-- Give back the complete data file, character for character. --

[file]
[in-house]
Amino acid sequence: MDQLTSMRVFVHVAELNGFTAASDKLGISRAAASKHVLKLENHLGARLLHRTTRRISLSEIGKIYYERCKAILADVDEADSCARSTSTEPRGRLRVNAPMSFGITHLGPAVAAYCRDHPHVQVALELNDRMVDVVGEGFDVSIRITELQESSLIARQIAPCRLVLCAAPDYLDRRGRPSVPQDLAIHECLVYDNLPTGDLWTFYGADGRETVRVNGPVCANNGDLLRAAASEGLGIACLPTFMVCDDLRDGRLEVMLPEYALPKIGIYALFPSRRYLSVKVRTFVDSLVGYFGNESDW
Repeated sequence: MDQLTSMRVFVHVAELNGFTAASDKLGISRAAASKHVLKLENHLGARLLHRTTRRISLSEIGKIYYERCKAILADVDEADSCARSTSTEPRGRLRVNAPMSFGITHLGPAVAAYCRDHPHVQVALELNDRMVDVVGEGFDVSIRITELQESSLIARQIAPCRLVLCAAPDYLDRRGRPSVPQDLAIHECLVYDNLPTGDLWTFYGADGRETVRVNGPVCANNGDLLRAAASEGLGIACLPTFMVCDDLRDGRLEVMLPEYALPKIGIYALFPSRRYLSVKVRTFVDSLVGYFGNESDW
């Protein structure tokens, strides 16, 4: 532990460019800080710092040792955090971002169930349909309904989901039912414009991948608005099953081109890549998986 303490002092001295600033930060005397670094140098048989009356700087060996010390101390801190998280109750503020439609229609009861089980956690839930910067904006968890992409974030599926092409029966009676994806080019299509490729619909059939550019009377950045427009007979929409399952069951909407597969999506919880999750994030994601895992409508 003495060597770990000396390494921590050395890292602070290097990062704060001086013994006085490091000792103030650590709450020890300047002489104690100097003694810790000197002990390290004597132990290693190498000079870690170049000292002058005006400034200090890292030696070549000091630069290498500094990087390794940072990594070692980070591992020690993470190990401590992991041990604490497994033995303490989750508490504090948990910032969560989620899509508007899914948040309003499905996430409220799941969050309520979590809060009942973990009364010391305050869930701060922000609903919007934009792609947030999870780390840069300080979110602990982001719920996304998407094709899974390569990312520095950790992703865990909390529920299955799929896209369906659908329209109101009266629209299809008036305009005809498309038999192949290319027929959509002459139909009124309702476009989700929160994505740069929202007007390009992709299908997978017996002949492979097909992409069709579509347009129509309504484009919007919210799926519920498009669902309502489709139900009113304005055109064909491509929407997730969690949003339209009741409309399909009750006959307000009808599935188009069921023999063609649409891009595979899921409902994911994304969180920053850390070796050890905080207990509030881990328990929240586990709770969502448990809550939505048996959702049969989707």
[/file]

[in-house]
Amino acid sequence: MDQLTSMRVFVHVAELNGFTAASDKLGISRAAASKHVLKLENHLGARLLHRTTRRISLSEIGKIYYERCKAILADVDEADSCARSTSTEPRGRLRVNAPMSFGITHLGPAVAAYCRDHPHVQVALELNDRMVDVVGEGFDVSIRITELQESSLIARQIAPCRLVLCAAPDYLDRRGRPSVPQDLAIHECLVYDNLPTGDLWTFYGADGRETVRVNGPVCANNGDLLRAAASEGLGIACLPTFMVCDDLRDGRLEVMLPEYALPKIGIYALFPSRRYLSVKVRTFVDSLVGYFGNESDW
Repeated sequence: MDQLTSMRVFVHVAELNGFTAASDKLGISRAAASKHVLKLENHLGARLLHRTTRRISLSEIGKIYYERCKAILADVDEADSCARSTSTEPRGRLRVNAPMSFGITHLGPAVAAYCRDHPHVQVALELNDRMVDVVGEGFDVSIRITELQESSLIARQIAPCRLVLCAAPDYLDRRGRPSVPQDLAIHECLVYDNLPTGDLWTFYGADGRETVRVNGPVCANNGDLLRAAASEGLGIACLPTFMVCDDLRDGRLEVMLPEYALPKIGIYALFPSRRYLSVKVRTFVDSLVGYFGNESDW
């Protein structure tokens, strides 16, 4: 532990460019800080710092040792955090971002169930349909309904989901039912414009991948608005099953081109890549998986 303490002092001295600033930060005397670094140098048989009356700087060996010390101390801190998280109750503020439609229609009861089980956690839930910067904006968890992409974030599926092409029966009676994806080019299509490729619909059939550019009377950045427009007979929409399952069951909407597969999506919880999750994030994601895992409508 003495060597770990000396390494921590050395890292602070290097990062704060001086013994006085490091000792103030650590709450020890300047002489104690100097003694810790000197002990390290004597132990290693190498000079870690170049000292002058005006400034200090890292030696070549000091630069290498500094990087390794940072990594070692980070591992020690993470190990401590992991041990604490497994033995303490989750508490504090948990910032969560989620899509508007899914948040309003499905996430409220799941969050309520979590809060009942973990009364010391305050869930701060922000609903919007934009792609947030999870780390840069300080979110602990982001719920996304998407094709899974390569990312520095950790992703865990909390529920299955799929896209369906659908329209109101009266629209299809008036305009005809498309038999192949290319027929959509002459139909009124309702476009989700929160994505740069929202007007390009992709299908997978017996002949492979097909992409069709579509347009129509309504484009919007919210799926519920498009669902309502489709139900009113304005055109064909491509929407997730969690949003339209009741409309399909009750006959307000009808599935188009069921023999063609649409891009595979899921409902994911994304969180920053850390070796050890905080207990509030881990328990929240586990709770969502448990809550939505048996959702049969989707």